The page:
Tag Archives: depression

Depression is a hand on the throat

Standard

Depression is a hand on the throat, around the throat, squeezing the air out of your body.   It’s a heavy, wet blanket wrapped around your head, air molecules dodging water droplets.  Breathing comes in jagged waves- gasping for air, for life, for a life saving hand as your head goes down under again.  Depression is that 20 second pause after a fall when you look up at the clear blue sky, perfectly blue, achingly blue and you wonder how you got down here.  You wonder why your ribs are crushing your lungs.  It’s the split second before you gasp and choke and suck in air like shards of glass.  It’s getting the wind knocked out of you, over and over and over again, eyes to the sky and the blue pressing down on my chest.

There are moments where it takes all my energy just to keep breathing.  I close my eyes against the dazzling blue and try to remember why I like breathing.

If there was a reason, I could find it.  If there was a problem, I could fix it.  If there was something out of place, I could readjust.  But that’s the intangible, untouchable nature of boxing with shadows.  Nothing is lost.  Nothing is wrong.  Nothing is unjust or wicked or fraudulent or negligent.  All is right in my little world, just not inside of me.  If depression is a vapor, a fog; then anger is a liquid.  Hot tears.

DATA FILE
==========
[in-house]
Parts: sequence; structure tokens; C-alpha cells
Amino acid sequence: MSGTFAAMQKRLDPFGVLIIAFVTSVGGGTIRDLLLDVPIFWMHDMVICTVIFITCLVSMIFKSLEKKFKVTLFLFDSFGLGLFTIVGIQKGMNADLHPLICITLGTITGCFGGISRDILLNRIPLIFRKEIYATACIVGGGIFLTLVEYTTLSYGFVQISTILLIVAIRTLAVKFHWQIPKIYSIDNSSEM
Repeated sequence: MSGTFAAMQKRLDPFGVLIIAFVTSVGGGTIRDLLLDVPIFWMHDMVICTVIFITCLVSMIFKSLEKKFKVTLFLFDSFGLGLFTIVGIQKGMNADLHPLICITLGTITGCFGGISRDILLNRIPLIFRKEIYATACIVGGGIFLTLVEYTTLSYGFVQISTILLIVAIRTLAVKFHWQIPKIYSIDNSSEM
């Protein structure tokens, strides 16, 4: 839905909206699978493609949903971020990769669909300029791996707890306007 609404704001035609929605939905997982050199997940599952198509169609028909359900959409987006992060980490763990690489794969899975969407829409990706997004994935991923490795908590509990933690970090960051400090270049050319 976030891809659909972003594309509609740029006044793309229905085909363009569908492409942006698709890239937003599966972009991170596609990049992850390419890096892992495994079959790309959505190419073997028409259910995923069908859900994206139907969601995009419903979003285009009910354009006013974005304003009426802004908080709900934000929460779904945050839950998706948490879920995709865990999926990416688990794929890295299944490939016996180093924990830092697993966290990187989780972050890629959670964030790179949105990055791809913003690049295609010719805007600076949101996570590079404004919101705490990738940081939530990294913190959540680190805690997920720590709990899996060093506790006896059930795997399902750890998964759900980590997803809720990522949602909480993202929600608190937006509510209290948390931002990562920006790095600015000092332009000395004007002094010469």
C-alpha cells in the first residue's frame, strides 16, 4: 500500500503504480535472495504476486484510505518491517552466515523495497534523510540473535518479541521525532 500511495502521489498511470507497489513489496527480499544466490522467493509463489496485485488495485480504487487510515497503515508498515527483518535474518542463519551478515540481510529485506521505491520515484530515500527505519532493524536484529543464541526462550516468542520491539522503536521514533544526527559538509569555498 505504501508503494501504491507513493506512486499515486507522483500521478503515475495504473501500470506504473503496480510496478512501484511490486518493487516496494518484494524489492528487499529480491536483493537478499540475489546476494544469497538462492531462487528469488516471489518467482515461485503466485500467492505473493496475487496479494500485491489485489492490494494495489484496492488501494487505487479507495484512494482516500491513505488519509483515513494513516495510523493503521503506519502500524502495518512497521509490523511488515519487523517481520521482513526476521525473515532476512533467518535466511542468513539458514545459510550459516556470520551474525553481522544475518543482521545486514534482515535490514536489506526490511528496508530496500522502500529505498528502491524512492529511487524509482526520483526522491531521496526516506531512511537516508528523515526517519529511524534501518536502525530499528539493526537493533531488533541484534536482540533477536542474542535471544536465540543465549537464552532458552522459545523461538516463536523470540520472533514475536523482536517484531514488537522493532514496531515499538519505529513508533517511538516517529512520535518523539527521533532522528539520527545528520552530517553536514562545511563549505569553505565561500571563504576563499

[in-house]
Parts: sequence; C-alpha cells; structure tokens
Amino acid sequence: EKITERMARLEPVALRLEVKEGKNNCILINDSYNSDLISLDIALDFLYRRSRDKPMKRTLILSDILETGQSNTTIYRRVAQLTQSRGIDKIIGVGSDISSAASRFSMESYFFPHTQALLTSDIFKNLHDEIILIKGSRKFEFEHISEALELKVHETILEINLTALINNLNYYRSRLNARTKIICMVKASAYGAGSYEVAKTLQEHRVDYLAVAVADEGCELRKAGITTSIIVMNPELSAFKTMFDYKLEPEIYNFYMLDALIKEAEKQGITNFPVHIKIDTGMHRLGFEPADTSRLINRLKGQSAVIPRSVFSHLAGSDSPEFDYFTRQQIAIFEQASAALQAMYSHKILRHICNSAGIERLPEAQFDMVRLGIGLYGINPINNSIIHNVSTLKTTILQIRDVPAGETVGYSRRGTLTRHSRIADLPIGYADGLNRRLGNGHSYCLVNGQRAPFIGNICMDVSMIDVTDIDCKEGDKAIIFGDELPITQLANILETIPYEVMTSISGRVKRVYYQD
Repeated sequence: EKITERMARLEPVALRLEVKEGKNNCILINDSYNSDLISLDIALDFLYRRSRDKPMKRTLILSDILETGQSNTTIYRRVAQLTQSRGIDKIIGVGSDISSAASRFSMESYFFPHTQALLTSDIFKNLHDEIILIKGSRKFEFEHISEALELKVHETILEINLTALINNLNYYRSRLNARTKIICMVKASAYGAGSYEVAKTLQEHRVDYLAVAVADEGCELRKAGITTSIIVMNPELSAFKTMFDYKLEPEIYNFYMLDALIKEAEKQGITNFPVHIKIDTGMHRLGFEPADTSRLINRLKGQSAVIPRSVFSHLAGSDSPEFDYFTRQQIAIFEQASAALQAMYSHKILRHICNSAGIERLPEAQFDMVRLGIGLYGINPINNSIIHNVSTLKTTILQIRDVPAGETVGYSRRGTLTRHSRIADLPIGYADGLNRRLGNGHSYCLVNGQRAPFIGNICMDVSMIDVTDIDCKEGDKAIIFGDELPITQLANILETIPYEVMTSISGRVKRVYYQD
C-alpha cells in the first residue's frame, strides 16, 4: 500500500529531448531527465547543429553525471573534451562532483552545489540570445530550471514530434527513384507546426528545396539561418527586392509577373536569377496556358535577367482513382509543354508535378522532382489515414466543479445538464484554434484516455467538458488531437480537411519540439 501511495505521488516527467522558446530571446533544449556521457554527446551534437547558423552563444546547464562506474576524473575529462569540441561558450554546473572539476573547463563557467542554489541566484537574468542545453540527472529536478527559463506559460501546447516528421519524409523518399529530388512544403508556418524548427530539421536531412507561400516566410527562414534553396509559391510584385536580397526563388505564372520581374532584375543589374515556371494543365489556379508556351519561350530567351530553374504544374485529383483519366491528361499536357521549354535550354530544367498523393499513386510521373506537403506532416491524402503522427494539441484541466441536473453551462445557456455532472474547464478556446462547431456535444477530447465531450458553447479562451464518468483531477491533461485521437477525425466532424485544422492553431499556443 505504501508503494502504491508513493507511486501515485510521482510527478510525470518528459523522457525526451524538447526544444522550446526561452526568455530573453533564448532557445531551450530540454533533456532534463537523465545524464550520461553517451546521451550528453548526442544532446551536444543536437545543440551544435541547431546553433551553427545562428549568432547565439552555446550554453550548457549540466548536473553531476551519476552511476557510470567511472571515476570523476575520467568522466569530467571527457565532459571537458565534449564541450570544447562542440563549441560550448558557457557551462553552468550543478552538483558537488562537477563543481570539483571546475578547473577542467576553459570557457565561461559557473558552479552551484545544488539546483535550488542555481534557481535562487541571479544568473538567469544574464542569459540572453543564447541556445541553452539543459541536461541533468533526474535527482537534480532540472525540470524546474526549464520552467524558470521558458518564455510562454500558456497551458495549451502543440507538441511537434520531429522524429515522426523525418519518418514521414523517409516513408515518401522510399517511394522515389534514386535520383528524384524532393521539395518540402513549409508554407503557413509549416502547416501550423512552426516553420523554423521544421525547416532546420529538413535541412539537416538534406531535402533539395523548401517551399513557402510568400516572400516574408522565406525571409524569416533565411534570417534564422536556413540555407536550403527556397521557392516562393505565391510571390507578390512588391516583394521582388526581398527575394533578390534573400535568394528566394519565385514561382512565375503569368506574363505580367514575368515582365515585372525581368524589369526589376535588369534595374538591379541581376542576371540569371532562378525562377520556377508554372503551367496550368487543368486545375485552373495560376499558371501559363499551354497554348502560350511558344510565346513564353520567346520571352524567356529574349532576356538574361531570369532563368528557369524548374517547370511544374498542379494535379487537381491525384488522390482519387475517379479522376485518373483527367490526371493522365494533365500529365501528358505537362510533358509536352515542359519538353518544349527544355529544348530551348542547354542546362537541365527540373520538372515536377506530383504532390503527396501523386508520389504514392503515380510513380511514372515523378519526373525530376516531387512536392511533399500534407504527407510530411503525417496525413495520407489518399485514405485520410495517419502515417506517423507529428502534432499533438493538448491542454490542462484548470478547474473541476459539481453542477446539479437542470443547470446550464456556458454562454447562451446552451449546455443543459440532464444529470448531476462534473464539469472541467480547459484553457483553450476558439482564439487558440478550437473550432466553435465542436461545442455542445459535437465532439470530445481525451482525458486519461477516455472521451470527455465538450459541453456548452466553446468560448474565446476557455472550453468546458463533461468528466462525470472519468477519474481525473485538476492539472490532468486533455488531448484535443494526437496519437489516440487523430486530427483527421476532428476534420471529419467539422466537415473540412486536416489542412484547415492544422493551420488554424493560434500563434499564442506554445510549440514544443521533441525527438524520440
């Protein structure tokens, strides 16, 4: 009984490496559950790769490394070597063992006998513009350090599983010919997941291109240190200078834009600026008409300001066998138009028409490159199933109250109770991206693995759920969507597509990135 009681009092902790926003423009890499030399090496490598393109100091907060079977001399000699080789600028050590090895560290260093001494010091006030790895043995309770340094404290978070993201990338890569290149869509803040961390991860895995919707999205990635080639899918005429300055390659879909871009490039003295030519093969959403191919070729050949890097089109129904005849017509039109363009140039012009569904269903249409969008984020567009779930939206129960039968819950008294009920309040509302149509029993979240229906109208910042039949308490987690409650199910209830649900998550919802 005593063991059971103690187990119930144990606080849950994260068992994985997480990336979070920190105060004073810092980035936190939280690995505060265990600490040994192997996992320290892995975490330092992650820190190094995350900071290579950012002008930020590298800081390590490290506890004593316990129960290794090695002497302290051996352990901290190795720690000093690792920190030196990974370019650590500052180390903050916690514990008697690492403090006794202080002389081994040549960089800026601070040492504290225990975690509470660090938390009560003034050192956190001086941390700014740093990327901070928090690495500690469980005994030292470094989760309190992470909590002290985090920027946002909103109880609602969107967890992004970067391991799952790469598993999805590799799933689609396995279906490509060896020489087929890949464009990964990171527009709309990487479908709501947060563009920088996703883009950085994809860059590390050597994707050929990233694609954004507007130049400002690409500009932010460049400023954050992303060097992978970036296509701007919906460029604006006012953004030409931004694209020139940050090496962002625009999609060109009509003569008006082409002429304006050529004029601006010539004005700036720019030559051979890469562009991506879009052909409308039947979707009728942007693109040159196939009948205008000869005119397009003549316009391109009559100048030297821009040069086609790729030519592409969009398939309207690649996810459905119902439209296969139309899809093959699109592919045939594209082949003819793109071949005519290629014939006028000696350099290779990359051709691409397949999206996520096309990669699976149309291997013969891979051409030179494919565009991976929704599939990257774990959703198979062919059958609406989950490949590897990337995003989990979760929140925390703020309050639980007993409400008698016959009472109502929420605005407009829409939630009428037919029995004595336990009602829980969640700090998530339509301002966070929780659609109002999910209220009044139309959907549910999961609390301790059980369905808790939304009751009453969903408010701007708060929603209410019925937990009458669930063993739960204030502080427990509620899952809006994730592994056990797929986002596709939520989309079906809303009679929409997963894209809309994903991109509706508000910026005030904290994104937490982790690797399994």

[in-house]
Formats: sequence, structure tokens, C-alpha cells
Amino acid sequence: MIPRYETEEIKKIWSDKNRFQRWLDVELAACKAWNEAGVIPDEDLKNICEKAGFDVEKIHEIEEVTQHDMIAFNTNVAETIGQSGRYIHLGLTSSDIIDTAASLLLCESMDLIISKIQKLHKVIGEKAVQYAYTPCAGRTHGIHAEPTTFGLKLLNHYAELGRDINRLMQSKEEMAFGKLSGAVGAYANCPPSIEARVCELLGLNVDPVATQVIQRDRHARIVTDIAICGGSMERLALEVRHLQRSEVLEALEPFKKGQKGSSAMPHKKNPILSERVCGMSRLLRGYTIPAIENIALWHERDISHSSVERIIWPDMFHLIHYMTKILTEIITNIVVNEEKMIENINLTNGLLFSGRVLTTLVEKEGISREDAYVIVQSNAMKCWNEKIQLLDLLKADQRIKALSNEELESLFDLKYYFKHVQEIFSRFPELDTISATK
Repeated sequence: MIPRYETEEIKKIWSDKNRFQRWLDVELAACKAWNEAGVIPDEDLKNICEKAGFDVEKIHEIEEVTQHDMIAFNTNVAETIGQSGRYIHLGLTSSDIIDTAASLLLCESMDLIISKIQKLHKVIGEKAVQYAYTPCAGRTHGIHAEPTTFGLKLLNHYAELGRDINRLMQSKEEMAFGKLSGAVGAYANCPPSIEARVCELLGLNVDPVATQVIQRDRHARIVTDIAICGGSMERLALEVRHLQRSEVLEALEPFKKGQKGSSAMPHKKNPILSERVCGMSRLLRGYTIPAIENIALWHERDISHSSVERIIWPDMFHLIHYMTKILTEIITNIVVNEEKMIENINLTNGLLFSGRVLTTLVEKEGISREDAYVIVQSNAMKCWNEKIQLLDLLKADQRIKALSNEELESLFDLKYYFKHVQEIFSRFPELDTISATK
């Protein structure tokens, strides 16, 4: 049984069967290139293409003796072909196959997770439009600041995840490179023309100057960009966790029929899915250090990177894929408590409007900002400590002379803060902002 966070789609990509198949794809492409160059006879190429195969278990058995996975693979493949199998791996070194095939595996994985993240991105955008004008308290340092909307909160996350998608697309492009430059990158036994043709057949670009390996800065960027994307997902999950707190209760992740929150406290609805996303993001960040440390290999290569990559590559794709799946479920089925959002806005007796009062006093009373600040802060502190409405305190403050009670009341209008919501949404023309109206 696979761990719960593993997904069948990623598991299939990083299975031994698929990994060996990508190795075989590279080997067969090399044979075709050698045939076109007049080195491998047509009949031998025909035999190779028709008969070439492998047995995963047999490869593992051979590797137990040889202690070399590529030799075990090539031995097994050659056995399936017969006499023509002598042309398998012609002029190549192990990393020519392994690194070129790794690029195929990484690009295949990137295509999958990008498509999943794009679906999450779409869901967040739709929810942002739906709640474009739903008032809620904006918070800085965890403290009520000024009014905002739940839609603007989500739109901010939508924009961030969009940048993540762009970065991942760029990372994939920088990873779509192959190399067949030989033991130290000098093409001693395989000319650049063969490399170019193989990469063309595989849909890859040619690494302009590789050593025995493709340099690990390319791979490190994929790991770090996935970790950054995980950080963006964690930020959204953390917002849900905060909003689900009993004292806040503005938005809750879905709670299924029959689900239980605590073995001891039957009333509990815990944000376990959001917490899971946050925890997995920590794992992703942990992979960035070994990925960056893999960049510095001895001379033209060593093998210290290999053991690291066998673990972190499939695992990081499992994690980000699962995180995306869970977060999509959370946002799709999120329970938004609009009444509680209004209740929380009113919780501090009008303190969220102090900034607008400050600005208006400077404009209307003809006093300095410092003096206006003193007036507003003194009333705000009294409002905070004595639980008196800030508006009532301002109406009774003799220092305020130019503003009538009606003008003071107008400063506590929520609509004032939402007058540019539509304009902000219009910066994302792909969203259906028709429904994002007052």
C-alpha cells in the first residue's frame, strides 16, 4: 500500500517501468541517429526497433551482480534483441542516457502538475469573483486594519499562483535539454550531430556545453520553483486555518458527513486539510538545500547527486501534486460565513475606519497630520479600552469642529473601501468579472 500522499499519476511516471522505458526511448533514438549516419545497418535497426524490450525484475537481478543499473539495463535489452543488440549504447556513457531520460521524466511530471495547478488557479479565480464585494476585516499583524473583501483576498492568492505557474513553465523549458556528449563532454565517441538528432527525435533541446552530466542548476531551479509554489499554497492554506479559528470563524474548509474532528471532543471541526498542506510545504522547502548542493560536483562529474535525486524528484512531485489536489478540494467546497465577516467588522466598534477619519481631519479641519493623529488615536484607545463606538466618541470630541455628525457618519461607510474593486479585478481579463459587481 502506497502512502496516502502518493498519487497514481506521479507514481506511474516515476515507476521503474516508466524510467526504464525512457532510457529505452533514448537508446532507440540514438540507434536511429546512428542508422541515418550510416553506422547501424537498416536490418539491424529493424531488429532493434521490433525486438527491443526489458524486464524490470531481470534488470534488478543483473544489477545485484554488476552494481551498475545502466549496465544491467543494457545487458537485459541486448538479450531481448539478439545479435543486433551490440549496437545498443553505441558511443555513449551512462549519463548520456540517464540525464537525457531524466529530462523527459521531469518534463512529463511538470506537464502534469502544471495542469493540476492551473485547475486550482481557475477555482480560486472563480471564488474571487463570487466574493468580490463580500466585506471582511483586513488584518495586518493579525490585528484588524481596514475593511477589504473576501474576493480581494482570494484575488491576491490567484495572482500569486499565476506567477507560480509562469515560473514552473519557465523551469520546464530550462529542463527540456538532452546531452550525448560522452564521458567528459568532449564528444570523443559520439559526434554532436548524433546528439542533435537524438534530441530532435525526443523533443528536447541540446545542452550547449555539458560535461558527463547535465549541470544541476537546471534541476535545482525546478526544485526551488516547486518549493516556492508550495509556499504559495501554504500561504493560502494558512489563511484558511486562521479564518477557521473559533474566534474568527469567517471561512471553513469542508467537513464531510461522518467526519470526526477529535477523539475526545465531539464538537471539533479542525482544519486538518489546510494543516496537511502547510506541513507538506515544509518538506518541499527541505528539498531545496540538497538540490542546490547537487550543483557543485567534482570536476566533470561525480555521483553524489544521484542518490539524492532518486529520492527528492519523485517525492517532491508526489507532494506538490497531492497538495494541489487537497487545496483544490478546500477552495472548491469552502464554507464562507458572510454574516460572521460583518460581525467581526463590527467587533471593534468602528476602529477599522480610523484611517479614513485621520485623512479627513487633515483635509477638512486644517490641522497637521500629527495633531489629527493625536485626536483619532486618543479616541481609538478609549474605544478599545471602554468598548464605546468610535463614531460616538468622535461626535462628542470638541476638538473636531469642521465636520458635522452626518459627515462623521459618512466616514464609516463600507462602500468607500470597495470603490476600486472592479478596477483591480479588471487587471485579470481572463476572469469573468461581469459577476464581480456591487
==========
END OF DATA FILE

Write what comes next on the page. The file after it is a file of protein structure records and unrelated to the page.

“See Honey, I’m just slicing an onion.  It’s just a strong onion that’s making mommy cry.”  My hand with the knife moves automatically.  Really, I wouldn’t mind just eating cereal for the third meal of the day.

My eyes don’t need to look around me, for I can sense the shame collecting in piles of clutter.  And I have forgotten which mounds of laundry are clean and which are dirty.  And the crumbs under the dinning room table sigh at me and feel overwhelming tonight.  And the dog has taken up a forbidden position on the couch pillows, yet I just can’t muster the energy to scold him, or to pet him for that matter.

Days slip through my fingers faster than my dry eyes can make fresh tears.  I coil and uncoil myself around a pillow, back to bed now up again, night and day, dusk and dawn.  The most significant moment of the day is when I close my eyes and feel the globe spinning, sucking the air out of my lungs again, and I sleep.

Advertisements

Reaching the World from a Rocking Chair

Standard

When I got married, I made a deal with God.  I told him, I’ll take as many babies as you want to give to me until I’m 30, then I want to be done having kids.  He didn’t directly agree to this, but at least he knew my preferences.  “You can be God for 10 years, then I’m taking over.”  Well, you know God just had to show me who’s the boss.  We had two children in 10 years and there were years of tears in between them.

Josh and I talked about my plan, but when I hit 30 he started hedging.  “Did you mean the beginning of 30 or the end of 30?” he quized.  I knew to just drop the subject at that point.  Josh wasn’t one to make hasty decisions.  Plus our life was pretty crazy at the time.  We had just landed in Costa Rica for language school and our lives were turned inside out and upside down.  Now was not the time to be thinking about having more children or closing the genetic door.